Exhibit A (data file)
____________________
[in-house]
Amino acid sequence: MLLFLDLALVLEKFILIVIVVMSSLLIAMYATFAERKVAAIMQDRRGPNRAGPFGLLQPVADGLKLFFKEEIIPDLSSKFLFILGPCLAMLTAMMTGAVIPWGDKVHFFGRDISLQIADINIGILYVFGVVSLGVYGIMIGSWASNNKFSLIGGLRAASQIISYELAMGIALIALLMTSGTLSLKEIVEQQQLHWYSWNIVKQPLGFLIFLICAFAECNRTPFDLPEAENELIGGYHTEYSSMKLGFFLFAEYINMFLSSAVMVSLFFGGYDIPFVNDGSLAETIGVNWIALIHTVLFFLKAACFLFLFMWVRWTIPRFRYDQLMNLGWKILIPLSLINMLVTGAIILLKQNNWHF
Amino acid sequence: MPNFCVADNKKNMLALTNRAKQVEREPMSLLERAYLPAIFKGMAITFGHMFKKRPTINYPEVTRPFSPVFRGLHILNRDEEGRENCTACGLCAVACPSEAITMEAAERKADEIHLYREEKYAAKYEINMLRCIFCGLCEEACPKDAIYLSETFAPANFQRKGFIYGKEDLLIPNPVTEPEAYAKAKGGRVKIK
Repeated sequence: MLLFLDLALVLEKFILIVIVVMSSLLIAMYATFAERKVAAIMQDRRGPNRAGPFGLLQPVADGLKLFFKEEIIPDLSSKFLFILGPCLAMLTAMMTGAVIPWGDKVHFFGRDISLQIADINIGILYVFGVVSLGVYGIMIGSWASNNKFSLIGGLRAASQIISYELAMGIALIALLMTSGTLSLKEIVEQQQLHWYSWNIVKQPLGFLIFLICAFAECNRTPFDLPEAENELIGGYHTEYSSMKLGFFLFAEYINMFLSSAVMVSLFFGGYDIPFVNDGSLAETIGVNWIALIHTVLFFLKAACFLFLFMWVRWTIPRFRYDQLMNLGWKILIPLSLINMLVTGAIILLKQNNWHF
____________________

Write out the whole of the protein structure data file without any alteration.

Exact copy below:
[in-house]
Amino acid sequence: MLLFLDLALVLEKFILIVIVVMSSLLIAMYATFAERKVAAIMQDRRGPNRAGPFGLLQPVADGLKLFFKEEIIPDLSSKFLFILGPCLAMLTAMMTGAVIPWGDKVHFFGRDISLQIADINIGILYVFGVVSLGVYGIMIGSWASNNKFSLIGGLRAASQIISYELAMGIALIALLMTSGTLSLKEIVEQQQLHWYSWNIVKQPLGFLIFLICAFAECNRTPFDLPEAENELIGGYHTEYSSMKLGFFLFAEYINMFLSSAVMVSLFFGGYDIPFVNDGSLAETIGVNWIALIHTVLFFLKAACFLFLFMWVRWTIPRFRYDQLMNLGWKILIPLSLINMLVTGAIILLKQNNWHF
Amino acid sequence: MPNFCVADNKKNMLALTNRAKQVEREPMSLLERAYLPAIFKGMAITFGHMFKKRPTINYPEVTRPFSPVFRGLHILNRDEEGRENCTACGLCAVACPSEAITMEAAERKADEIHLYREEKYAAKYEINMLRCIFCGLCEEACPKDAIYLSETFAPANFQRKGFIYGKEDLLIPNPVTEPEAYAKAKGGRVKIK
Repeated sequence: MLLFLDLALVLEKFILIVIVVMSSLLIAMYATFAERKVAAIMQDRRGPNRAGPFGLLQPVADGLKLFFKEEIIPDLSSKFLFILGPCLAMLTAMMTGAVIPWGDKVHFFGRDISLQIADINIGILYVFGVVSLGVYGIMIGSWASNNKFSLIGGLRAASQIISYELAMGIALIALLMTSGTLSLKEIVEQQQLHWYSWNIVKQPLGFLIFLICAFAECNRTPFDLPEAENELIGGYHTEYSSMKLGFFLFAEYINMFLSSAVMVSLFFGGYDIPFVNDGSLAETIGVNWIALIHTVLFFLKAACFLFLFMWVRWTIPRFRYDQLMNLGWKILIPLSLINMLVTGAIILLKQNNWHF